Sterile technique is essential, but I do think nursing instructors go a bit nuts on things. You don't absolutely, positively have to do it their way, you just have to maintain sterile technique. I've watched some of the instructors teaching in our unit, and I try not to stand their shaking my head. You don't have
to make the outer container your little garbage bag. You don't have to use that stupid fenestrated drape in a female foley kit. One day you will be doing this without someone breathing down your neck, and you will find your own way. That said, it can be very, very difficult to cath a woman sometimes. Not everyone looks like the text book. In fact, most people don't. I had a precepting student with me last year, and she was going to do a straight cath on a pregnant patient. She was freaked out about it, but I did a little cheerleading and we went in the room. And she couldn't find the meatus. So I gloved up, got a new kit, turned on the exam lights, and I
couldn't find it either! So we covered the patient, apologized and walked out of the room, with me pointing out that experience doesn't always mean much!
I got a colleague, we went back in, and my nurse coworker just stood and stared, shrugged, and poked where it should have been, and voila, it went in. And she admitted later that she couldn't see a dang thing, she was just giving it a try.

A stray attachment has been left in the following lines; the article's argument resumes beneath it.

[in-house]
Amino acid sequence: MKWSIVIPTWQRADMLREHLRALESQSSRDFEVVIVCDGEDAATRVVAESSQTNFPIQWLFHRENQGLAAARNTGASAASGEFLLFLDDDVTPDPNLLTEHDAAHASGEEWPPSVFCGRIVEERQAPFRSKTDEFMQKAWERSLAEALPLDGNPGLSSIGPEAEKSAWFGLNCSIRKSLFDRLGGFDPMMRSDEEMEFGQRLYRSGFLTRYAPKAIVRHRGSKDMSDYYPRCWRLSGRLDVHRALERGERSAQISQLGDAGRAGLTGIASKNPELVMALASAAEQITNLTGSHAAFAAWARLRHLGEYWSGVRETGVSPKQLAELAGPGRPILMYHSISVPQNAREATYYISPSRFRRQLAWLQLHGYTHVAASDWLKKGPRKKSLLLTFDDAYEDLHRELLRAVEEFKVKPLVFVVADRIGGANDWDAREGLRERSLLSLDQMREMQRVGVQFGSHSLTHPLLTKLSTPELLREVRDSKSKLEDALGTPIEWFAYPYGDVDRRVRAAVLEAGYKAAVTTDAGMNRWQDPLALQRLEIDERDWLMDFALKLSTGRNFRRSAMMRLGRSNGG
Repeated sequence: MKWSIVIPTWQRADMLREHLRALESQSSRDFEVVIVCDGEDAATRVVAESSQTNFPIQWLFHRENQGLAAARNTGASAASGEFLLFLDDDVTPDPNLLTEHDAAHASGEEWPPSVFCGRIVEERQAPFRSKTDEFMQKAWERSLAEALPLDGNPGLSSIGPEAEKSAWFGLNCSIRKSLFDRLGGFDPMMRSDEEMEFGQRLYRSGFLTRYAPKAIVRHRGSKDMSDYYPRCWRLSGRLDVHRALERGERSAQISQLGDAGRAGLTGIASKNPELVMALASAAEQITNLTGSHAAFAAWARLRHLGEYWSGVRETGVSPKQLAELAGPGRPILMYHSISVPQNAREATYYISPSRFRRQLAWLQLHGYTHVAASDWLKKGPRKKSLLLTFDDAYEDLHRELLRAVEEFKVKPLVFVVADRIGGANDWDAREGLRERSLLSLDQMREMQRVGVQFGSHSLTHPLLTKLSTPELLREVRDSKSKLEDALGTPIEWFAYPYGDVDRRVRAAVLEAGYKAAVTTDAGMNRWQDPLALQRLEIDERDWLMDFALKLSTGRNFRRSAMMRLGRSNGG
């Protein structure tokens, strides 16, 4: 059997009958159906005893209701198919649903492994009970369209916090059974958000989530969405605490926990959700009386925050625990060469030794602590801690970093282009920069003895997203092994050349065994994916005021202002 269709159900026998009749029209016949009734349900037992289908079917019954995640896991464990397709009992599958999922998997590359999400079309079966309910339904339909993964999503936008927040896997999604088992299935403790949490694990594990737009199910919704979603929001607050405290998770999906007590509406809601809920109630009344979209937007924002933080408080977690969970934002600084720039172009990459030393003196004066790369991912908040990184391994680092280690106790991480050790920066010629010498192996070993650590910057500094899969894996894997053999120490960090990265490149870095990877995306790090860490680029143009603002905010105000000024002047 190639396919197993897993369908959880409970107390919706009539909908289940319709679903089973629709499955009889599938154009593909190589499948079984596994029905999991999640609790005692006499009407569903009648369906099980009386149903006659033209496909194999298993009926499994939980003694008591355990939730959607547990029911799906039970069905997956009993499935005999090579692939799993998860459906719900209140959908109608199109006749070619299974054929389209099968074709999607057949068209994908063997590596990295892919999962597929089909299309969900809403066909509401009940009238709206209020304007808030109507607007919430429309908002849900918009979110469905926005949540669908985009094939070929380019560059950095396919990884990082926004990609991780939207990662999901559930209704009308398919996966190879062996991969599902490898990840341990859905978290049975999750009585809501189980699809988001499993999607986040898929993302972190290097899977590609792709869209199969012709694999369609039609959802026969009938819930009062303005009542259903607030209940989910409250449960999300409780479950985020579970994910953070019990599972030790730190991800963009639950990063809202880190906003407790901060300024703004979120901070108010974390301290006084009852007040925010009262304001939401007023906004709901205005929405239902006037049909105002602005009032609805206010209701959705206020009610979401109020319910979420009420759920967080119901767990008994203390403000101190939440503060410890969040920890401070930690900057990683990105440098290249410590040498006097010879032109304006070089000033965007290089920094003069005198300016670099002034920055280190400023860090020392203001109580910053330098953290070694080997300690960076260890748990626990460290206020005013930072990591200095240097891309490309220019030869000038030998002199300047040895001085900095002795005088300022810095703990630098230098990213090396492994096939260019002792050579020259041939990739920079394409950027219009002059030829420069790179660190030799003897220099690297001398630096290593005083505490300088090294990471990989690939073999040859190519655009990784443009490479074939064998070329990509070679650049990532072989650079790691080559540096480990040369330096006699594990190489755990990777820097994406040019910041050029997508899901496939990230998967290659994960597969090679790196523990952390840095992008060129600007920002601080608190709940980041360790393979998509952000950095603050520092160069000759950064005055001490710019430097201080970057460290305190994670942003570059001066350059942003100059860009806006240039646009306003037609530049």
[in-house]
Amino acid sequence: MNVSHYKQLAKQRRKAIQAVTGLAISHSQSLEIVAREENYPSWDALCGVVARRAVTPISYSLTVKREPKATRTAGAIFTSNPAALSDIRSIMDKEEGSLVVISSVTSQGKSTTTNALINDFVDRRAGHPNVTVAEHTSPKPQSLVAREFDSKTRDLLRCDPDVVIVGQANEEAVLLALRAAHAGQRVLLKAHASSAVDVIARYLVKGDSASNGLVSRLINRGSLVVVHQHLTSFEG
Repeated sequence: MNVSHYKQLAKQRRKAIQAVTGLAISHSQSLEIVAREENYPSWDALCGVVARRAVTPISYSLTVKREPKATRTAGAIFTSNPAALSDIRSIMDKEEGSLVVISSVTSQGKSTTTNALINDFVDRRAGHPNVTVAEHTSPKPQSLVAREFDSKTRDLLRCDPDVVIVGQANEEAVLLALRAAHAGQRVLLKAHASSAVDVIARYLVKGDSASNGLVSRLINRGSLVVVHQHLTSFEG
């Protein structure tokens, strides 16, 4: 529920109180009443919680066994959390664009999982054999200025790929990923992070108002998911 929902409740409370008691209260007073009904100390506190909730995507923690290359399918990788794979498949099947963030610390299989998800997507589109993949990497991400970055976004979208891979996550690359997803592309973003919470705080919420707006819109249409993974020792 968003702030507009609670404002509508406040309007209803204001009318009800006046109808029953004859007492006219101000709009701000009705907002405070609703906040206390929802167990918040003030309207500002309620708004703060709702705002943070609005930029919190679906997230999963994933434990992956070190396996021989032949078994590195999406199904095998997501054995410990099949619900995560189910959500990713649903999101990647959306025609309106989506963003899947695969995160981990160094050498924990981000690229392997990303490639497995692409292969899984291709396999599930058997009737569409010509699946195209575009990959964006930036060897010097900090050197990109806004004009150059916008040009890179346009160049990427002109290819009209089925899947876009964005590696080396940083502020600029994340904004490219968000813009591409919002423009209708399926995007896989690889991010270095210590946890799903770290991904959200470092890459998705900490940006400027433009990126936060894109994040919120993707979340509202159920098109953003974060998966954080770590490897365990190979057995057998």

I got a UTI after I had my baby from the Foley. I know the nurse who put it in, and I've worked with her many times, so I know how good her technique is. I think cath care while the Foley is in is essential, and I think it falls by the wayside. I don't blame anyone for my UTI, it is just a risk of having a Foley. Your job as the nurse is to do your absolute best to maintain sterility at all times in the way that works best for you. And never, ever, be too shy to ask someone to come in and hold for you, especially if you have a huge patient! That can really help you clean the area well and stay sterile, if you can completely visualize the urethra.